Proposed Changes to HIPAA Privacy Rule

Written by: Sean Cox, Esq.

On December 10, 2020, the Trump administration announced proposed changes to the HIPAA privacy rule. According to the announcement, the changes are intended to “support individuals’ engagement in their care, remove barriers to coordinated care, and reduce regulatory burdens on the health care industry.” The most important changes relate to an individual right to obtain copies of their records and easing the circumstances when a covered entity can share protected information with other providers and public health authorities. While not exhaustive, the following are the changes that will likely have the greatest effects.

Under the proposed changes individuals would have greater access to their medical records, including the ability to take notes and make their own copies. The proposals would also shorten the time for covered entities to respond to requests for records from the current 30 days to 15 days, and reduce the verification burden on patients. Patients would also be given an increased ability to direct their records be shared with third-parties. Lastly, the proposed changes would alter the permitted fee structure, and require covered entities to post estimated fee schedules for providing the information.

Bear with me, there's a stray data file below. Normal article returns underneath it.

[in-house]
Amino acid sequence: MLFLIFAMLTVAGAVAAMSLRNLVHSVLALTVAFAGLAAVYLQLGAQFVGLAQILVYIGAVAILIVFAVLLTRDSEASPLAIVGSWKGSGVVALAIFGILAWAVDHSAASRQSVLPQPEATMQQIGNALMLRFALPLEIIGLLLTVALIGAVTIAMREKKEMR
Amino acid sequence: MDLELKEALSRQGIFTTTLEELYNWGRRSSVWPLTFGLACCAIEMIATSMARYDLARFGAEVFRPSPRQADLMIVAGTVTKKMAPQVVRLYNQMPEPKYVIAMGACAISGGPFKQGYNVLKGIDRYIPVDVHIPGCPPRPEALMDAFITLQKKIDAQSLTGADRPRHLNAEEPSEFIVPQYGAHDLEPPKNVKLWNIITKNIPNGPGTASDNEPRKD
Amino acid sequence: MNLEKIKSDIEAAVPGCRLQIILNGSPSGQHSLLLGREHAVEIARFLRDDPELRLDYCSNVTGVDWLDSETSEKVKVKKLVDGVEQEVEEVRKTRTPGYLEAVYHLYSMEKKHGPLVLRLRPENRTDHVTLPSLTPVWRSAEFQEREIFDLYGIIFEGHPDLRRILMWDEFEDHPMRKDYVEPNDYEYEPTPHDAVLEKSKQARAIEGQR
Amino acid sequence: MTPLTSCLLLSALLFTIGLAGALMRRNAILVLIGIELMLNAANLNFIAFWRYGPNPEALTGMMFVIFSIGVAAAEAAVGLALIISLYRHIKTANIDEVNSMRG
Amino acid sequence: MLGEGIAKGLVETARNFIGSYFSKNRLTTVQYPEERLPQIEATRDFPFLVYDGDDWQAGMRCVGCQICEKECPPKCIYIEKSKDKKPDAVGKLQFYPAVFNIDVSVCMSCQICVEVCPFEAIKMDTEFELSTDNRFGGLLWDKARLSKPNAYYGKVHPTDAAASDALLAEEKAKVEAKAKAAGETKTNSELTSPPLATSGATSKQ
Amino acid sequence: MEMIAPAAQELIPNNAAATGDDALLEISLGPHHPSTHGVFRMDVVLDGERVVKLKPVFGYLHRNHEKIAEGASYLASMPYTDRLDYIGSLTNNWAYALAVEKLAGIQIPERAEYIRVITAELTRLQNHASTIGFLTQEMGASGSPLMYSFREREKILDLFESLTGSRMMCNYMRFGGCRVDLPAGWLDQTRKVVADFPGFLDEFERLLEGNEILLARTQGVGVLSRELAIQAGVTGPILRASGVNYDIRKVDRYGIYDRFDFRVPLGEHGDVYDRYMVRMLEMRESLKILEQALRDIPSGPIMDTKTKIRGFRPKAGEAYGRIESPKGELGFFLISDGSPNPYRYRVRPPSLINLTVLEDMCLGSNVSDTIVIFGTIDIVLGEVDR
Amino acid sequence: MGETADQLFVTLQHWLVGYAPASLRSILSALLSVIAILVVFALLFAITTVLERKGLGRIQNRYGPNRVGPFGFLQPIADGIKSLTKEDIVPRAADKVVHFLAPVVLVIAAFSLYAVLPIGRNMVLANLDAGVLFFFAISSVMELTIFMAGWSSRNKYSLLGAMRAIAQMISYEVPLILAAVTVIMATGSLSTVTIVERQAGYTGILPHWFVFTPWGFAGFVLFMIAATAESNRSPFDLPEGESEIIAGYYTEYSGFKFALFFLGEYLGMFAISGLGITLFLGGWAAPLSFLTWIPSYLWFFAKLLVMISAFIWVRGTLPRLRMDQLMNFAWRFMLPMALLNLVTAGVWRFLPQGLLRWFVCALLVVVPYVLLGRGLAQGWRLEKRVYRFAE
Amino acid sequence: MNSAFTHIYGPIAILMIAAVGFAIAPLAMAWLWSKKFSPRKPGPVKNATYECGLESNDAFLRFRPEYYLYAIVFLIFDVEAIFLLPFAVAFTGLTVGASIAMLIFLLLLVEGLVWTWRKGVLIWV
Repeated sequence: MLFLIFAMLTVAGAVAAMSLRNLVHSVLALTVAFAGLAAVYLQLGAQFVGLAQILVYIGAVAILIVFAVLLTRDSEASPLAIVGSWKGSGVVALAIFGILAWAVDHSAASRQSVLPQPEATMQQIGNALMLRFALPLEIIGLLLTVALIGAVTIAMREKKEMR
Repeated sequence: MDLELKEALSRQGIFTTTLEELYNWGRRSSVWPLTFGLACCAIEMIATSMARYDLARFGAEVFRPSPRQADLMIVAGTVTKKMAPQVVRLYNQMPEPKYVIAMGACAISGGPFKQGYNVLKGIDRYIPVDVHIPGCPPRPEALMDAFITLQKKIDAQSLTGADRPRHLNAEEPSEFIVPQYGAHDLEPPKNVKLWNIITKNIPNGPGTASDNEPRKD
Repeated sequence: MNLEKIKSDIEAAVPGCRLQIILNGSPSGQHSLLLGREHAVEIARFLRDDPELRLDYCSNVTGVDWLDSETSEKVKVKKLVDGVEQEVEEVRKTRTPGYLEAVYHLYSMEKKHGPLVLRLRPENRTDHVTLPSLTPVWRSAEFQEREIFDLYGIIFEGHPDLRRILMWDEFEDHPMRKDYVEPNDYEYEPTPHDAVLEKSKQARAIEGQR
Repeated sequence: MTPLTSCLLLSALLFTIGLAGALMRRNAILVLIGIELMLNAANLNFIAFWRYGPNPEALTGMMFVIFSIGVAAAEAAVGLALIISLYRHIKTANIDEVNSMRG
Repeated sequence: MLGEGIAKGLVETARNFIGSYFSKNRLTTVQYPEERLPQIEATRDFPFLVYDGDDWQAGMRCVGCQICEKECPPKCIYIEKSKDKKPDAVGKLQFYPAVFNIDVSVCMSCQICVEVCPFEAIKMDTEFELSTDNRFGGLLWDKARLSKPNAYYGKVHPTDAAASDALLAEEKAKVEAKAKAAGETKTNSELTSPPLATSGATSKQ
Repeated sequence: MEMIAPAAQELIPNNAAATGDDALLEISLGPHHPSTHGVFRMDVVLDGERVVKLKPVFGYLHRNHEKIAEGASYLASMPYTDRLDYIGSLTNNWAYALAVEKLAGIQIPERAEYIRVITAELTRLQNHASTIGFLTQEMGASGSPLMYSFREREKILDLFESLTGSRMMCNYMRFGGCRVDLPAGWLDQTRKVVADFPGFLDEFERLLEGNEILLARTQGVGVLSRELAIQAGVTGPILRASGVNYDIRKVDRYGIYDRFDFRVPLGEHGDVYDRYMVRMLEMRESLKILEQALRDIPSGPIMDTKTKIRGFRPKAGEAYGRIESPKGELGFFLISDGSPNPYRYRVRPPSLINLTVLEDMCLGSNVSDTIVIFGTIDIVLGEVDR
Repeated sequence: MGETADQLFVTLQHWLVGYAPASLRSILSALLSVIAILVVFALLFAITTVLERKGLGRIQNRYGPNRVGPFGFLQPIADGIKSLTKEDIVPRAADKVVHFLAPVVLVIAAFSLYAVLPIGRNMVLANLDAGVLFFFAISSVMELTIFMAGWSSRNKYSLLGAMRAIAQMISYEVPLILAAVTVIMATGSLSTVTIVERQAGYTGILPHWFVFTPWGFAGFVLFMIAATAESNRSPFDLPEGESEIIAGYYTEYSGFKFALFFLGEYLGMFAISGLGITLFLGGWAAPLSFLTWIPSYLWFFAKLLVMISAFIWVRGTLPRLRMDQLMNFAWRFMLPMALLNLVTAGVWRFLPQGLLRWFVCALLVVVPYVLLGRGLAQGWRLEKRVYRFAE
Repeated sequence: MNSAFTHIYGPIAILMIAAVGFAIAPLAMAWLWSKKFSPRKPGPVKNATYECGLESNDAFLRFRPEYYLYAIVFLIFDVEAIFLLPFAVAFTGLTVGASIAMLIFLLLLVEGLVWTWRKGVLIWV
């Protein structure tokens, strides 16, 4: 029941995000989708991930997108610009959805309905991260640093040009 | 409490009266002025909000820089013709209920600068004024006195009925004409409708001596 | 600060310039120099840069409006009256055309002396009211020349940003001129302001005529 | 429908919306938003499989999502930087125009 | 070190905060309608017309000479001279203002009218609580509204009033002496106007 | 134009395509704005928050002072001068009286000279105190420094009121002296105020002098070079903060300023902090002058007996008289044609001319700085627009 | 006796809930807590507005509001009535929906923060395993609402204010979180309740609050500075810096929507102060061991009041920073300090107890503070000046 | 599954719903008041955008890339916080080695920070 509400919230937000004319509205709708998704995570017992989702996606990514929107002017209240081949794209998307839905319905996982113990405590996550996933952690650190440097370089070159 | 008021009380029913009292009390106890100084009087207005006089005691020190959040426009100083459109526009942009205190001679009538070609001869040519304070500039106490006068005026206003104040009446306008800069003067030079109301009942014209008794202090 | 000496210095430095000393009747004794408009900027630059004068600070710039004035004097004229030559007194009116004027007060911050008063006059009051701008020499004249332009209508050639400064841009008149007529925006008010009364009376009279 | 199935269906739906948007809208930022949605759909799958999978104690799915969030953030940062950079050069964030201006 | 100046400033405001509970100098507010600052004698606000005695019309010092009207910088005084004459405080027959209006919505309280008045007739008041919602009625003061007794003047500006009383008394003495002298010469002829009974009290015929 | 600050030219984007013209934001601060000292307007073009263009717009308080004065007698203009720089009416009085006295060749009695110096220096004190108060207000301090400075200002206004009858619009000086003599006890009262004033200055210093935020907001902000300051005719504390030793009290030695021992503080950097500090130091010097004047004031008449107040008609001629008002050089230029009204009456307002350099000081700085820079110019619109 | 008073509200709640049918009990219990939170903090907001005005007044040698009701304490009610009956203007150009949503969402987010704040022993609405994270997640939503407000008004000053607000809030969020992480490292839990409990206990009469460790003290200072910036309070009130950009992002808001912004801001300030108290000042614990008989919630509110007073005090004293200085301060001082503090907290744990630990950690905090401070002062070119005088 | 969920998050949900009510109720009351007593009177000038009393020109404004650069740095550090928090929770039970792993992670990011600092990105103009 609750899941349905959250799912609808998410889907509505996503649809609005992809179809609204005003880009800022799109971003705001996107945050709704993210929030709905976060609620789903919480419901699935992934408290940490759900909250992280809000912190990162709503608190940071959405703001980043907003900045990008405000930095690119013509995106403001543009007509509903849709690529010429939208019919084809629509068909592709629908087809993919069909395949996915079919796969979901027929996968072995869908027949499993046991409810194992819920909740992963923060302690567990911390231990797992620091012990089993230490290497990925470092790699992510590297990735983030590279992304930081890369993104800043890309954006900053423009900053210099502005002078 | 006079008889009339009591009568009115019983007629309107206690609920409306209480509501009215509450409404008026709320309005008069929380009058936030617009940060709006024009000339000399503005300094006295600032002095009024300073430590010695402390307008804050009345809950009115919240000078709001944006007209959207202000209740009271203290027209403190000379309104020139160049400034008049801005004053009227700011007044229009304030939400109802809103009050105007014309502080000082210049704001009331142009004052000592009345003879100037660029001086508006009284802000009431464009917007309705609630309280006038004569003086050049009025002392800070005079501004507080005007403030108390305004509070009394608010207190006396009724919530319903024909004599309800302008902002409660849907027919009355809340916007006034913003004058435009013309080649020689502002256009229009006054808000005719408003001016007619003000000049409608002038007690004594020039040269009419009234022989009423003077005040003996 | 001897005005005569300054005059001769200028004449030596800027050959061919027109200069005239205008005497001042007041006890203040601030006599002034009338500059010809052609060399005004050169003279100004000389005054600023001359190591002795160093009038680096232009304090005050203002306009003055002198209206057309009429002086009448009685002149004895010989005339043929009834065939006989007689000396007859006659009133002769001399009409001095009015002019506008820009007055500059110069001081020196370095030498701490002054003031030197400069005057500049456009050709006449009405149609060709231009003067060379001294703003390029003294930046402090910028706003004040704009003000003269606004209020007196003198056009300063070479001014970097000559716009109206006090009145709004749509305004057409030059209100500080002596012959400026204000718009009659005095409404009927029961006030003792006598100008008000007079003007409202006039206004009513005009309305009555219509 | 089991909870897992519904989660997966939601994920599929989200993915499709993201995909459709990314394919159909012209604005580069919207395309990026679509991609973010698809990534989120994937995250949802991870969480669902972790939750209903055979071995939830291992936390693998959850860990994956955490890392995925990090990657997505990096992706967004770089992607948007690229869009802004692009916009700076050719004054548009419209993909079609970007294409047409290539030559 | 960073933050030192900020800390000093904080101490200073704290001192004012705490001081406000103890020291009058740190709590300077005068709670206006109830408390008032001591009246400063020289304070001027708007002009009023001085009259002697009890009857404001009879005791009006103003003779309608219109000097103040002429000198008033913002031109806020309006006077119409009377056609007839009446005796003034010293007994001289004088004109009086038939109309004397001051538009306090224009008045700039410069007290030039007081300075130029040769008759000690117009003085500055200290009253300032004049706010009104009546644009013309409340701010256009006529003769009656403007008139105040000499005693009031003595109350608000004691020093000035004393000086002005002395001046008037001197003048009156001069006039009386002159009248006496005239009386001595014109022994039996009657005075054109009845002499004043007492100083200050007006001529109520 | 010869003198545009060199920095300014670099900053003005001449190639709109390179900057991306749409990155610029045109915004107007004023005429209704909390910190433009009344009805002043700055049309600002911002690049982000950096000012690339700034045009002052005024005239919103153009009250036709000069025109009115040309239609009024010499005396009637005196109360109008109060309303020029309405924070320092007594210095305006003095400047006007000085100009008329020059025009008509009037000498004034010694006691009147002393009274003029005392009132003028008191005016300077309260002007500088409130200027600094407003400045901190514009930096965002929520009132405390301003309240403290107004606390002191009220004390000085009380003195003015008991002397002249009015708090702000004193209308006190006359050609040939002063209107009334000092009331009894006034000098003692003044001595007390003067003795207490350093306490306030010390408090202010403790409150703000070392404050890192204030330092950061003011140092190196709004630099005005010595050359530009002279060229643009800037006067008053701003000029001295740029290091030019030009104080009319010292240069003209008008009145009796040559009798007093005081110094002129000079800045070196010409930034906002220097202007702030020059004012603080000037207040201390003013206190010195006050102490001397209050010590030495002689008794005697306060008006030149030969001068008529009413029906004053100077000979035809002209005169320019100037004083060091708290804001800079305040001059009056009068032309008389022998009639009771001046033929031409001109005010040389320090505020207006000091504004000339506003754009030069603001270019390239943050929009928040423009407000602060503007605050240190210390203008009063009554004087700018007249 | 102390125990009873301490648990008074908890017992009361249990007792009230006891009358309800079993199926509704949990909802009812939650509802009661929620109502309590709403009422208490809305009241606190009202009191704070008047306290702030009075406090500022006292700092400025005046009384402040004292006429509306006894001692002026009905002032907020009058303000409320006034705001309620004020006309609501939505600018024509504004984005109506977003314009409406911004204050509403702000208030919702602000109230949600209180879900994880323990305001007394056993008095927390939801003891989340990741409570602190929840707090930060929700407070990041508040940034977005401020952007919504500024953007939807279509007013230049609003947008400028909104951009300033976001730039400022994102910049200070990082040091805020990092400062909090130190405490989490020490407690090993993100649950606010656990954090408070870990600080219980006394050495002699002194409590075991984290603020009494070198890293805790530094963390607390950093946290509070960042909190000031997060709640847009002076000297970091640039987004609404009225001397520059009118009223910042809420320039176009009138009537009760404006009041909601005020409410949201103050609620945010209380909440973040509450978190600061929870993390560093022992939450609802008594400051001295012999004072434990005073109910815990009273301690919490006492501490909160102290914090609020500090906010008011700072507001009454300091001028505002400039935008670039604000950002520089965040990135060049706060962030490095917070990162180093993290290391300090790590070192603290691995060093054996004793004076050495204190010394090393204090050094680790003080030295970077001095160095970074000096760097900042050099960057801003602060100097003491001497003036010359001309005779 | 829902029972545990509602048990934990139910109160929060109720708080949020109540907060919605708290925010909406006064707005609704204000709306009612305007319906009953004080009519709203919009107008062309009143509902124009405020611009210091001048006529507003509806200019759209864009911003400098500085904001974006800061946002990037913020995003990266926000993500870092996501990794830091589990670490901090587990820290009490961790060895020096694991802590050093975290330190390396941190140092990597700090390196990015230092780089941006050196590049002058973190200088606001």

The proposed changes also seek to soften the privacy rule’s effect on care coordination and public health needs. Under the new proposed rule, covered entities would be relieved of the minimum necessary requirement related to care coordination and case management activities. Additionally, the standard for disclosing protected health information would be changed from the current “serious and imminent threat to health or safety” standard to a less strict, “serious and reasonably foreseeable standard.”

The proposed changes have entered a period for public comment. A complete copy of the proposed changes can be found here:

Leave a comment